By Annette M. Boyle
SAN ANTONIO — Recent improvements in battlefield medical care have allowed more servicemembers to survive devastating injuries. At the same time, the number of wounded warriors with genitourinary injuries has shot up sharply, with life-altering consequences the DoD and VA are just now coming to fully understand.
An analysis of genitourinary (GU) injuries in nearly 1,400 U.S. servicemembers found that new treatments for and greater attention to the impact of these injuries on all aspects of life is sorely needed, according to a study published recently in The Journal of Urology.1
“Deployment-related GU trauma is a uniquely-devastating injury that has become increasingly common during the recent wars in Iraq and Afghanistan,” said lead investigator Lt. Col. Steven J. Hudak, MD, Urology Clinic, Department of Surgery, Brooke Army Medical Center, Fort Sam Houston, TX.
“We found in both the clinical evidence and the epidemiological evidence that the severity of genitourinary injury parallels the severity of polytrauma injury. These young servicemembers are facing challenges from amputation, head and neck injuries, abdominal injuries and traumatic brain injury,” he told U.S. Medicine. GU injuries can complicate an already-challenging course of recovery by adding urinary, sexual and reproductive dysfunction to the mix.
“The impact of sexual and reproductive problems may be amplified for younger individuals who are still in the process of sexual identity development, who are unmarried and/or who wish to father children,” Hudak emphasized.
That is the primary reason for a recently-adopted interim rule allowing access to in vitro fertilization (IVF) treatment covered by VA for veterans whose combat-related trauma left them infertile. DoD and the TRICARE program already provide advanced fertility treatments, including assisted reproductive technology, to troops with complex injuries.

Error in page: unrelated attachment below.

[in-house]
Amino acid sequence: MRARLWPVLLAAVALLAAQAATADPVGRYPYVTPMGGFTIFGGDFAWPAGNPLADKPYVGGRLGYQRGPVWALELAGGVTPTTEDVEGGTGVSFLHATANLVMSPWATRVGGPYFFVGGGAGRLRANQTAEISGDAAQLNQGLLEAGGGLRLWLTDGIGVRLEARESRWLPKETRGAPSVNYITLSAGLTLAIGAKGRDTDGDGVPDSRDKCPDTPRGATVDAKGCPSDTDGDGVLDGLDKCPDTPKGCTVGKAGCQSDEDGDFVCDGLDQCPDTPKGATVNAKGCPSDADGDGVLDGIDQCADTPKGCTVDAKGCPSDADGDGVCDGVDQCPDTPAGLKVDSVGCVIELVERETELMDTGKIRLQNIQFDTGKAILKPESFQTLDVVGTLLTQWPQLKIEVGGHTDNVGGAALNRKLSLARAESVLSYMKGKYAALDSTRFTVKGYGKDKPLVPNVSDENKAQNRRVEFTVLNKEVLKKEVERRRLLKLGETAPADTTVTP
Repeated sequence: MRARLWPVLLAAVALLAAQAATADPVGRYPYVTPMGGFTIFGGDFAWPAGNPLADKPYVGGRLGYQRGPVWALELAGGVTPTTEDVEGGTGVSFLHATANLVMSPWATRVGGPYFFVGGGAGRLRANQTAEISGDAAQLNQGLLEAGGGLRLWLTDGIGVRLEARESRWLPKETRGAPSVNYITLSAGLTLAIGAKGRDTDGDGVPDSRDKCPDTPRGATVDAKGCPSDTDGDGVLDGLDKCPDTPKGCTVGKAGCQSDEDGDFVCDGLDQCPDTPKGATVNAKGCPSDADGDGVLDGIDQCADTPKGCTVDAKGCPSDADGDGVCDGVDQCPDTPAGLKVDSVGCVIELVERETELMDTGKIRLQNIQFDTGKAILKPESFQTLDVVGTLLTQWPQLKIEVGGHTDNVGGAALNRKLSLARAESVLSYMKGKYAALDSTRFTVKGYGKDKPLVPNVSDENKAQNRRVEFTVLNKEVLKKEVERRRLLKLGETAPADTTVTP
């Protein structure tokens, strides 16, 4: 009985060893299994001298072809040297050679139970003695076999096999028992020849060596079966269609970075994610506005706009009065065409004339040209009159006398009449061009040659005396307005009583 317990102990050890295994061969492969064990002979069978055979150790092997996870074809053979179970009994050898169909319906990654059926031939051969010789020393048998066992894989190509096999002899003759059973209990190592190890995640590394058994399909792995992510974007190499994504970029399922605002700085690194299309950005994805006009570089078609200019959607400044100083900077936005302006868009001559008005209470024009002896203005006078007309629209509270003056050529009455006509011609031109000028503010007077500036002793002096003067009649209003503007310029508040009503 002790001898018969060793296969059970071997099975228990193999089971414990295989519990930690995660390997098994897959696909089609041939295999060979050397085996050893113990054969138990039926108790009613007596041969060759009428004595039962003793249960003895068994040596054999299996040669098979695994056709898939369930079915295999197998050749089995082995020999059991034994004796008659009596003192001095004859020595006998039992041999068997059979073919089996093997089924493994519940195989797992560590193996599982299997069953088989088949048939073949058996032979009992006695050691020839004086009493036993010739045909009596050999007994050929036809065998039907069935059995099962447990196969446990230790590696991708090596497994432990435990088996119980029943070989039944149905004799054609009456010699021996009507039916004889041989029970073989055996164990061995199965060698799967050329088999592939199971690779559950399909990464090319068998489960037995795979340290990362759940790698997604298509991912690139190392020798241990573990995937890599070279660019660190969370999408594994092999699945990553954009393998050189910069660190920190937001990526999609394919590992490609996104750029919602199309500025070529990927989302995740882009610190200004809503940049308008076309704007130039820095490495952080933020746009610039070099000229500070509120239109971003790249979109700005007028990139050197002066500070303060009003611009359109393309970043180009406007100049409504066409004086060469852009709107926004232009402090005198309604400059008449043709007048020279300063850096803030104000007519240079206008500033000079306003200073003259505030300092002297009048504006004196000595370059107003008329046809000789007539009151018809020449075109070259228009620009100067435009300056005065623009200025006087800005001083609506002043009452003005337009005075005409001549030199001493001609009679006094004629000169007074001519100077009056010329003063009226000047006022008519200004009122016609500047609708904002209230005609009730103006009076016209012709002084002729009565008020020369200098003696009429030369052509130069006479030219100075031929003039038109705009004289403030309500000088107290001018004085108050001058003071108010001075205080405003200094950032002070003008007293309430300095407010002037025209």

Hudak and his colleagues analyzed records from the Defense Trauma Registry of more than 29,000 servicemembers wounded during Operation Iraqi Freedom and Operation Enduring Freedom and found that 1,367 survivors sustained GU injuries. These men became the subjects of the Trauma Outcomes and Urogenital Health (TOUGH) project, which studied the epidemiology and long-term outcomes of GU injuries in the recent conflicts.
The researchers found that, during these two conflicts, the external genitalia was the most common area of GU injury (73.2%), largely because of improvised explosive devices (IED). More than one-third (36.7%) of patients with any GU injury had severe testicular or penile injuries, including 146 who sustained loss of one or both testes.
The injuries occurred most often in those younger than 30 years old, 81.4%, junior enlisted servicemembers, 59.6% and members of the Army or Marines, 95.6%. Battle injuries predominated, 88.6%, and the primary mechanism of injury was explosive, 74.1%, resulting in penetrating injuries, 66.6%, according to the report.
“The challenges servicemembers face vary based on what anatomical loss they experience and the degree of functional recovery they achieve,” Hudak noted. “Skin loss can be replaced with a skin graft, but it will look different.” That can be uncomfortable for a young man in a new sexual relationship.
Similarly, “it’s not normal to talk to your buddy about taking Viagra or sexual support therapies in your 20s or 30s. These young veterans need someone who understands the need for that care and can help them discuss it with sexual partners when the need arises.”